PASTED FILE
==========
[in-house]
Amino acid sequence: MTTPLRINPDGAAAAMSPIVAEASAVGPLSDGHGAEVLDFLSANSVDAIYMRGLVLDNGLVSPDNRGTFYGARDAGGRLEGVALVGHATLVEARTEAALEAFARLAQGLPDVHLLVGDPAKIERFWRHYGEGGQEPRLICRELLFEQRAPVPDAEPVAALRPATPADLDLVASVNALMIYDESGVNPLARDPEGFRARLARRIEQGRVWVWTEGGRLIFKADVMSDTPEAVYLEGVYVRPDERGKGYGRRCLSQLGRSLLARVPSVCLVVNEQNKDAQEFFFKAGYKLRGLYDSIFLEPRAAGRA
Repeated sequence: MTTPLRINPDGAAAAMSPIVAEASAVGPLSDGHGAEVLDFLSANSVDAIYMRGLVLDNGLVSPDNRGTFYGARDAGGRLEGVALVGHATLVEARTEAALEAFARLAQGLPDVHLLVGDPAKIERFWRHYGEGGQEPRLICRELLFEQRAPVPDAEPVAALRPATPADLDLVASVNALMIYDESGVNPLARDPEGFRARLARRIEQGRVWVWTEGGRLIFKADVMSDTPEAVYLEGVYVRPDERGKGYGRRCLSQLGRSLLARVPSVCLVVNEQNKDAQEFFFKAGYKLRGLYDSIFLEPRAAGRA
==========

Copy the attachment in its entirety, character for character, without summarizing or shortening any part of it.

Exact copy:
[in-house]
Amino acid sequence: MTTPLRINPDGAAAAMSPIVAEASAVGPLSDGHGAEVLDFLSANSVDAIYMRGLVLDNGLVSPDNRGTFYGARDAGGRLEGVALVGHATLVEARTEAALEAFARLAQGLPDVHLLVGDPAKIERFWRHYGEGGQEPRLICRELLFEQRAPVPDAEPVAALRPATPADLDLVASVNALMIYDESGVNPLARDPEGFRARLARRIEQGRVWVWTEGGRLIFKADVMSDTPEAVYLEGVYVRPDERGKGYGRRCLSQLGRSLLARVPSVCLVVNEQNKDAQEFFFKAGYKLRGLYDSIFLEPRAAGRA
Repeated sequence: MTTPLRINPDGAAAAMSPIVAEASAVGPLSDGHGAEVLDFLSANSVDAIYMRGLVLDNGLVSPDNRGTFYGARDAGGRLEGVALVGHATLVEARTEAALEAFARLAQGLPDVHLLVGDPAKIERFWRHYGEGGQEPRLICRELLFEQRAPVPDAEPVAALRPATPADLDLVASVNALMIYDESGVNPLARDPEGFRARLARRIEQGRVWVWTEGGRLIFKADVMSDTPEAVYLEGVYVRPDERGKGYGRRCLSQLGRSLLARVPSVCLVVNEQNKDAQEFFFKAGYKLRGLYDSIFLEPRAAGRA